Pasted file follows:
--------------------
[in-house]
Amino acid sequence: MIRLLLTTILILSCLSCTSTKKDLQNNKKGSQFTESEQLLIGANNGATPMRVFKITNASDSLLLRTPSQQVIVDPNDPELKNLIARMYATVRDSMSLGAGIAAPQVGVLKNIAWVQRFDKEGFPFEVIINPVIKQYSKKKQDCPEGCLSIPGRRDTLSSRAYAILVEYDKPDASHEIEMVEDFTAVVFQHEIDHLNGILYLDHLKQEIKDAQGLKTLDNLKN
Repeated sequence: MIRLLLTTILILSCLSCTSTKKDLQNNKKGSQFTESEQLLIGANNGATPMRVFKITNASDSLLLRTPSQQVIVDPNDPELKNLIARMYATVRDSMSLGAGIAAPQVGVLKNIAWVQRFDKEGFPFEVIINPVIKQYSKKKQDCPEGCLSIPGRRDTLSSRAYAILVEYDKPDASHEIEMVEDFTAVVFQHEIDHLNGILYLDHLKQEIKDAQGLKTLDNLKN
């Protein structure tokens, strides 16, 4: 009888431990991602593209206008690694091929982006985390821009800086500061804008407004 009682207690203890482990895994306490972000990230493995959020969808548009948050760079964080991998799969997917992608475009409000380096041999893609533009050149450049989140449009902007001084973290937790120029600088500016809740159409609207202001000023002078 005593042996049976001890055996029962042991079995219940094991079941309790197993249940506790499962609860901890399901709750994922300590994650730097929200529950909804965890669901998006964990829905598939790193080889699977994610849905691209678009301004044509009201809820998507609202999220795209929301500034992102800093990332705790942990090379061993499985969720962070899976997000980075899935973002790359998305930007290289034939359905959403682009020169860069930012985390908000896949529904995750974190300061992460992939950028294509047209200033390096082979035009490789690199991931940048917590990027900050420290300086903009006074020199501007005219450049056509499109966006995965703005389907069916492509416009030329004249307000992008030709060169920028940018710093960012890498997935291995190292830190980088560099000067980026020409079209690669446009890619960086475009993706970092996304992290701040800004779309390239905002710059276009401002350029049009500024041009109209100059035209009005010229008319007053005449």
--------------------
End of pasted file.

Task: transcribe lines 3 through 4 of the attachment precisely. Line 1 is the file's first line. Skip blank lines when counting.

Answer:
Repeated sequence: MIRLLLTTILILSCLSCTSTKKDLQNNKKGSQFTESEQLLIGANNGATPMRVFKITNASDSLLLRTPSQQVIVDPNDPELKNLIARMYATVRDSMSLGAGIAAPQVGVLKNIAWVQRFDKEGFPFEVIINPVIKQYSKKKQDCPEGCLSIPGRRDTLSSRAYAILVEYDKPDASHEIEMVEDFTAVVFQHEIDHLNGILYLDHLKQEIKDAQGLKTLDNLKN
């Protein structure tokens, strides 16, 4: 009888431990991602593209206008690694091929982006985390821009800086500061804008407004 009682207690203890482990895994306490972000990230493995959020969808548009948050760079964080991998799969997917992608475009409000380096041999893609533009050149450049989140449009902007001084973290937790120029600088500016809740159409609207202001000023002078 005593042996049976001890055996029962042991079995219940094991079941309790197993249940506790499962609860901890399901709750994922300590994650730097929200529950909804965890669901998006964990829905598939790193080889699977994610849905691209678009301004044509009201809820998507609202999220795209929301500034992102800093990332705790942990090379061993499985969720962070899976997000980075899935973002790359998305930007290289034939359905959403682009020169860069930012985390908000896949529904995750974190300061992460992939950028294509047209200033390096082979035009490789690199991931940048917590990027900050420290300086903009006074020199501007005219450049056509499109966006995965703005389907069916492509416009030329004249307000992008030709060169920028940018710093960012890498997935291995190292830190980088560099000067980026020409079209690669446009890619960086475009993706970092996304992290701040800004779309390239905002710059276009401002350029049009500024041009109209100059035209009005010229008319007053005449």